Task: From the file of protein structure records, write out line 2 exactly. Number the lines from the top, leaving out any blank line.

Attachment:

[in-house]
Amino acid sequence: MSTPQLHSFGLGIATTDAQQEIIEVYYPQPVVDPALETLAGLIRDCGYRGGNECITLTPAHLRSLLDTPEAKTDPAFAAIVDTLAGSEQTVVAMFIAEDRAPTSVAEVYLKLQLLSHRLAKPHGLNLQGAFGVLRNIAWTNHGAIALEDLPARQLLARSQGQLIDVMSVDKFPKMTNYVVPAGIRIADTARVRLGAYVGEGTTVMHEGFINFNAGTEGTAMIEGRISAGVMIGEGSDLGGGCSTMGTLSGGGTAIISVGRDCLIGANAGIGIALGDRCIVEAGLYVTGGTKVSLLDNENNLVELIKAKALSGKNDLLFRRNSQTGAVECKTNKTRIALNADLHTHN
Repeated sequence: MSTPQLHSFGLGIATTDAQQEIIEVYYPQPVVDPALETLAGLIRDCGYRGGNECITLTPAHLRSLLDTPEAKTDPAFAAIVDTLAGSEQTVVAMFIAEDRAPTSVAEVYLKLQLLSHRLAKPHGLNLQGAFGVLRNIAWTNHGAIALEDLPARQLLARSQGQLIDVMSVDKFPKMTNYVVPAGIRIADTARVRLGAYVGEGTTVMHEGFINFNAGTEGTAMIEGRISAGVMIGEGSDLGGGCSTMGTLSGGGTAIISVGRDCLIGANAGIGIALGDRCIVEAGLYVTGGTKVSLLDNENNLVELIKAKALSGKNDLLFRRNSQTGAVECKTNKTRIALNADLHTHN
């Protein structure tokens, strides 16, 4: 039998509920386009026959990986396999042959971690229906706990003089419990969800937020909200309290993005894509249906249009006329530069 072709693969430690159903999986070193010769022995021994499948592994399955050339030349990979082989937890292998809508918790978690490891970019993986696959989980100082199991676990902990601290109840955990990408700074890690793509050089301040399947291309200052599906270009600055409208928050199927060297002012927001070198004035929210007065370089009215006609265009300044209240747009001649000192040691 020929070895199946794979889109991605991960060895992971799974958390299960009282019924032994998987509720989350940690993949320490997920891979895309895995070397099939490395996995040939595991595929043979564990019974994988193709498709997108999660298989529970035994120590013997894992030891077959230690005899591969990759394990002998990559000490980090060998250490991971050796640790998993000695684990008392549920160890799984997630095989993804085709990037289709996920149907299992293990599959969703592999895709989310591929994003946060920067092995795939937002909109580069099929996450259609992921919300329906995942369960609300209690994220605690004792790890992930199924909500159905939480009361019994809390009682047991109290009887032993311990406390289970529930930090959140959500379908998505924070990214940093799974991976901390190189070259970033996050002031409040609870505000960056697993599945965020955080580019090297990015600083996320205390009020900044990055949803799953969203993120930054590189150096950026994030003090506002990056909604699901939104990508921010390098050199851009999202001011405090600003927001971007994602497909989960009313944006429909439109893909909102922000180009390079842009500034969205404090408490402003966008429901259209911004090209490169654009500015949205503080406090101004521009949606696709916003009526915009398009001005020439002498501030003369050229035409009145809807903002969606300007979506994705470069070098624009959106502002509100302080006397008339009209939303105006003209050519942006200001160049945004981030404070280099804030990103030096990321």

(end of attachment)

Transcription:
Amino acid sequence: MSTPQLHSFGLGIATTDAQQEIIEVYYPQPVVDPALETLAGLIRDCGYRGGNECITLTPAHLRSLLDTPEAKTDPAFAAIVDTLAGSEQTVVAMFIAEDRAPTSVAEVYLKLQLLSHRLAKPHGLNLQGAFGVLRNIAWTNHGAIALEDLPARQLLARSQGQLIDVMSVDKFPKMTNYVVPAGIRIADTARVRLGAYVGEGTTVMHEGFINFNAGTEGTAMIEGRISAGVMIGEGSDLGGGCSTMGTLSGGGTAIISVGRDCLIGANAGIGIALGDRCIVEAGLYVTGGTKVSLLDNENNLVELIKAKALSGKNDLLFRRNSQTGAVECKTNKTRIALNADLHTHN